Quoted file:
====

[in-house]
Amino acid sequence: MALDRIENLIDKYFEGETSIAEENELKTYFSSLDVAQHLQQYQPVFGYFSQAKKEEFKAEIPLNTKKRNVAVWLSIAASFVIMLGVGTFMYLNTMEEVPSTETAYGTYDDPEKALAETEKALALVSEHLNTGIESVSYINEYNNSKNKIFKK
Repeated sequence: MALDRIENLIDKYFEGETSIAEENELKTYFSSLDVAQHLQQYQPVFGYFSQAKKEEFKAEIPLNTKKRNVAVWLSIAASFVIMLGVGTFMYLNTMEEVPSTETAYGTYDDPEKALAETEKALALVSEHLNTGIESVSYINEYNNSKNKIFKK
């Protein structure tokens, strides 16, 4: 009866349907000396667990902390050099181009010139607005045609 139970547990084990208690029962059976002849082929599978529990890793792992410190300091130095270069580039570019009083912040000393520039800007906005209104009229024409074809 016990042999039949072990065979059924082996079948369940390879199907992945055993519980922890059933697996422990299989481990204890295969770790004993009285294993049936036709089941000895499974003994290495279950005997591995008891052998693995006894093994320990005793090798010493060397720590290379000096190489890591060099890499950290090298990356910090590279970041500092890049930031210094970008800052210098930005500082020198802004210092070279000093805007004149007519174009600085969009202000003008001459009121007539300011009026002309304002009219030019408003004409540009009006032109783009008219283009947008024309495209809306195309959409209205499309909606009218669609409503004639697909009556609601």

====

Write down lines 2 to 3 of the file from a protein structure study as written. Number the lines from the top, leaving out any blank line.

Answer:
Amino acid sequence: MALDRIENLIDKYFEGETSIAEENELKTYFSSLDVAQHLQQYQPVFGYFSQAKKEEFKAEIPLNTKKRNVAVWLSIAASFVIMLGVGTFMYLNTMEEVPSTETAYGTYDDPEKALAETEKALALVSEHLNTGIESVSYINEYNNSKNKIFKK
Repeated sequence: MALDRIENLIDKYFEGETSIAEENELKTYFSSLDVAQHLQQYQPVFGYFSQAKKEEFKAEIPLNTKKRNVAVWLSIAASFVIMLGVGTFMYLNTMEEVPSTETAYGTYDDPEKALAETEKALALVSEHLNTGIESVSYINEYNNSKNKIFKK